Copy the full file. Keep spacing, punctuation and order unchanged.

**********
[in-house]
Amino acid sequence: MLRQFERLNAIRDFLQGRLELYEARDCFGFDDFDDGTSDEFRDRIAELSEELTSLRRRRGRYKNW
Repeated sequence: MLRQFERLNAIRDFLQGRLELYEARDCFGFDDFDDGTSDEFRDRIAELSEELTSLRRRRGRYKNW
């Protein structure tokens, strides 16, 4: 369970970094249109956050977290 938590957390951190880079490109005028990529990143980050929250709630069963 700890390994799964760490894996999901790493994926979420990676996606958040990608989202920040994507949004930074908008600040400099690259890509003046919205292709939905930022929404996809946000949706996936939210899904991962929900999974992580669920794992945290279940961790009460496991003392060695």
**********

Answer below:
[in-house]
Amino acid sequence: MLRQFERLNAIRDFLQGRLELYEARDCFGFDDFDDGTSDEFRDRIAELSEELTSLRRRRGRYKNW
Repeated sequence: MLRQFERLNAIRDFLQGRLELYEARDCFGFDDFDDGTSDEFRDRIAELSEELTSLRRRRGRYKNW
């Protein structure tokens, strides 16, 4: 369970970094249109956050977290 938590957390951190880079490109005028990529990143980050929250709630069963 700890390994799964760490894996999901790493994926979420990676996606958040990608989202920040994507949004930074908008600040400099690259890509003046919205292709939905930022929404996809946000949706996936939210899904991962929900999974992580669920794992945290279940961790009460496991003392060695």